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Usage Statistics for the IWMW 2008 Live Video Stream

Posted by Brian Kelly on 14 August 2008

The first live streaming of talks at a IWMW event took place at IWMW 2006, when we experimented with an in-house streaming service and use of the Access Grid.  The following year live streaming of the plenary talks was provided by staff at the University of York, and recordings of most of the talks were subsequently made available on Google Video.

On both occasions the numbers of people watching the live streaming video was low, with the maximum numbers of viewers being less than 20 at each of the events. Despite the low numbers we felt the service was valuable as it provided us with an opportunity to gain experience of not only various streaming technologies but also, and more importantly, the non-technical aspects of live streaming at events such as privacy, copyright, accessibility, etc.

This year’s IWMW 2008 event was held in the King’s Conference Centre at the University of Aberdeen.  I was not the only delegate who was impressed by the King’s Auditorium – as one person commented on the event evaluation form “Conference hall had great facilities and microphones meant that you could hear delegates questions“.

The venue also had an excellent AV facilities, and we were pleased that, once again, we were able to stream the plenary talks. The quality of the video was excellent, as you can see if you watch any of the videos of the talks.

But perhaps the most noteworthy aspect of the live streaming was the numbers of people who watching the talks. As can be seen from the accompanying diagram there were 160 people watching the videos on the final day of the event. As IWMW 2008 attracted 180 participants, with a number of them having to leave before the event finished I suspect we can say that there were more remote people watching Ewan McIntosh’s closing plenary talk on “Unleashing the Tribe” that there were in the King’s Auditorium. When I mentioned this to my director, Liz Lyon, she wondered whether we will soon reach a ‘tipping point’ in which live streaming of talks at large conferences in the digital library environment will be expected as a mainstream offering.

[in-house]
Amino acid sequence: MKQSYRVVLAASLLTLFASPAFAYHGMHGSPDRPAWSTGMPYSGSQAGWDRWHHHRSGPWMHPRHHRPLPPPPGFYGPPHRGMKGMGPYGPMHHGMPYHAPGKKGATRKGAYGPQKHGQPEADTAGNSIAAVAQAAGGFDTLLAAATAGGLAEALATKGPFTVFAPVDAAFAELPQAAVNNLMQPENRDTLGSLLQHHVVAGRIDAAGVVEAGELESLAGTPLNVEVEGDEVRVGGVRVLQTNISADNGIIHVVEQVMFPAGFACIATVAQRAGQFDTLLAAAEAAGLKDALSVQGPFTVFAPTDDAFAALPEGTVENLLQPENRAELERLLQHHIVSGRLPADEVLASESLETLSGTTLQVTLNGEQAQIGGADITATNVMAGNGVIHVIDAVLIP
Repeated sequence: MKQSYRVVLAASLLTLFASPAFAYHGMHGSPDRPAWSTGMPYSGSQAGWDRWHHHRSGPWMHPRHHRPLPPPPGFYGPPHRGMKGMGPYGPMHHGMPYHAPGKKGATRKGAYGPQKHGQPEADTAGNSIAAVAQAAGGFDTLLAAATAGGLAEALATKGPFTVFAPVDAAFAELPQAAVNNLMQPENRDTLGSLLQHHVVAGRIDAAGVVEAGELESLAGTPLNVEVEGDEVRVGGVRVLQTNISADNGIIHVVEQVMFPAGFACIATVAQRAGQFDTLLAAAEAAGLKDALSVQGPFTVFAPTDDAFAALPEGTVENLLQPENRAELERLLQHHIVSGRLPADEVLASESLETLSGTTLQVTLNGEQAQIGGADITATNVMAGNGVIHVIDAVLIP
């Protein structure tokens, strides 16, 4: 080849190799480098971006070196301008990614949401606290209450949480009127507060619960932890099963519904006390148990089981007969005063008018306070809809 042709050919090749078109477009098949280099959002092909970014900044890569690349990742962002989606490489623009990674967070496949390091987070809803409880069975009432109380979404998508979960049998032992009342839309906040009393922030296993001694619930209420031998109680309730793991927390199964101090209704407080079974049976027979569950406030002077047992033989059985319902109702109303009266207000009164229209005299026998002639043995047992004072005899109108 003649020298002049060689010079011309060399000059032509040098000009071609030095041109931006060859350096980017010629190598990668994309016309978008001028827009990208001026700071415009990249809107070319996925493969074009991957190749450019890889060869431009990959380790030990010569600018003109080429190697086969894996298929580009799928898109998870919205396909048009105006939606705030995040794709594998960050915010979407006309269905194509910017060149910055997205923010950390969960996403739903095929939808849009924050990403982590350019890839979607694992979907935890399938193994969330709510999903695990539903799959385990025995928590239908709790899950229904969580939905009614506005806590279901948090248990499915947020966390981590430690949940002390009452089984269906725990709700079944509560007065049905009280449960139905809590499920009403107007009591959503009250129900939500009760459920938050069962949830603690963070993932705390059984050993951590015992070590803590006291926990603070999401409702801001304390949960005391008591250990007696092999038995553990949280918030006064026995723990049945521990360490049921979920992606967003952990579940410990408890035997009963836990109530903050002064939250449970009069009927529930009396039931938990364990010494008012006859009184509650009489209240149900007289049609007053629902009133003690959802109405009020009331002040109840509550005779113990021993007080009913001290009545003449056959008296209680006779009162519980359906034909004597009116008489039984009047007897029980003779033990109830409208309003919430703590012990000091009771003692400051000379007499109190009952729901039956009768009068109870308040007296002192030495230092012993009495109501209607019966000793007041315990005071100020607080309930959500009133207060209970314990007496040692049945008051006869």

For that to happen, though, there will be a need to establish the business case for providing the streaming service, ensure that it is easy to use and ensure that the risks are being addressed.

The business case is interesting. Who should pay for the costs of providing a video streaming service for an event? Should the costs be taken from the participants who attend the event? Or should remote viewers who wish to access the video stream have to pay? Or perhaps event organisers should be looking for commercial sponsorship to cover the costs (although in light of the current economic turbulence, now is probably not a good time to suggest this).   I wonder, though, whether the costs be covered by the host institution. Once the AV equipment has been installed, can the support costs be included i the rental of the facilities – just as we are now starting to expect access to WiFi network being provided as standard.

Once the business case has been sorted, there will be a need to ensure that the service is easy to use (back at IWMW 2006 people wishing to view the streaming video service needed to install “Real Player and the Xiph Player Plugin or Windows Media Player with the illiminable Ogg Directshow Filters for Speex, Vorbis, Theora and FLAC, with Linux users needing MPlayer with Ogg Theora“). Nowadays users shouldn’t need to concern themselves with details of the technologies, as use of Flash seems to provide the interface to streaming services (although there may be issues about versions of Flash). However I suspect there will be a need to provide a back channel, to enable the remote participants to discuss the talks. There will also be a need for the remote participants to join in discussions with the local audience, especially if a WiFi network is available. There will be a need, therefore, to ensure that the back channel is not tightly coupled to the video streaming service.